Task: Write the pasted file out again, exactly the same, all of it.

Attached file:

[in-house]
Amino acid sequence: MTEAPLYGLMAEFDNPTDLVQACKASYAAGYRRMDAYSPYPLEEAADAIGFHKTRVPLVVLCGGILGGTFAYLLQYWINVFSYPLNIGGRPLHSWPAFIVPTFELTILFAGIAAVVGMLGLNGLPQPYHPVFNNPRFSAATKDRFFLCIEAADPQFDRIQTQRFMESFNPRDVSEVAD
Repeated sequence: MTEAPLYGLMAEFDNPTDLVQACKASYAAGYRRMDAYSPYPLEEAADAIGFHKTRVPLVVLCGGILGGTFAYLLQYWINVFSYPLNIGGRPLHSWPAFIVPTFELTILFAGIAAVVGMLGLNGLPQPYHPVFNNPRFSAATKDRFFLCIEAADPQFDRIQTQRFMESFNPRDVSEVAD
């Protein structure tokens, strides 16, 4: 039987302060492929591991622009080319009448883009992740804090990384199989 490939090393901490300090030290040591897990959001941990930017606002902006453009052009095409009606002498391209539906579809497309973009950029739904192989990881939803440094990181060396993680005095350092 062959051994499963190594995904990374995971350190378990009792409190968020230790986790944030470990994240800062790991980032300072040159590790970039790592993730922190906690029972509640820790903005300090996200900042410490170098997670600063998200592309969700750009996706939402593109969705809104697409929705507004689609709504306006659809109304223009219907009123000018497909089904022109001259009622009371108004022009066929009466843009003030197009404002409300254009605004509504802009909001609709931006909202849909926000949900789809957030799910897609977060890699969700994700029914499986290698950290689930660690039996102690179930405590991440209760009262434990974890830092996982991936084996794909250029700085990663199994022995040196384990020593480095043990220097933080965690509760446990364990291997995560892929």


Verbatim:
[in-house]
Amino acid sequence: MTEAPLYGLMAEFDNPTDLVQACKASYAAGYRRMDAYSPYPLEEAADAIGFHKTRVPLVVLCGGILGGTFAYLLQYWINVFSYPLNIGGRPLHSWPAFIVPTFELTILFAGIAAVVGMLGLNGLPQPYHPVFNNPRFSAATKDRFFLCIEAADPQFDRIQTQRFMESFNPRDVSEVAD
Repeated sequence: MTEAPLYGLMAEFDNPTDLVQACKASYAAGYRRMDAYSPYPLEEAADAIGFHKTRVPLVVLCGGILGGTFAYLLQYWINVFSYPLNIGGRPLHSWPAFIVPTFELTILFAGIAAVVGMLGLNGLPQPYHPVFNNPRFSAATKDRFFLCIEAADPQFDRIQTQRFMESFNPRDVSEVAD
């Protein structure tokens, strides 16, 4: 039987302060492929591991622009080319009448883009992740804090990384199989 490939090393901490300090030290040591897990959001941990930017606002902006453009052009095409009606002498391209539906579809497309973009950029739904192989990881939803440094990181060396993680005095350092 062959051994499963190594995904990374995971350190378990009792409190968020230790986790944030470990994240800062790991980032300072040159590790970039790592993730922190906690029972509640820790903005300090996200900042410490170098997670600063998200592309969700750009996706939402593109969705809104697409929705507004689609709504306006659809109304223009219907009123000018497909089904022109001259009622009371108004022009066929009466843009003030197009404002409300254009605004509504802009909001609709931006909202849909926000949900789809957030799910897609977060890699969700994700029914499986290698950290689930660690039996102690179930405590991440209760009262434990974890830092996982991936084996794909250029700085990663199994022995040196384990020593480095043990220097933080965690509760446990364990291997995560892929």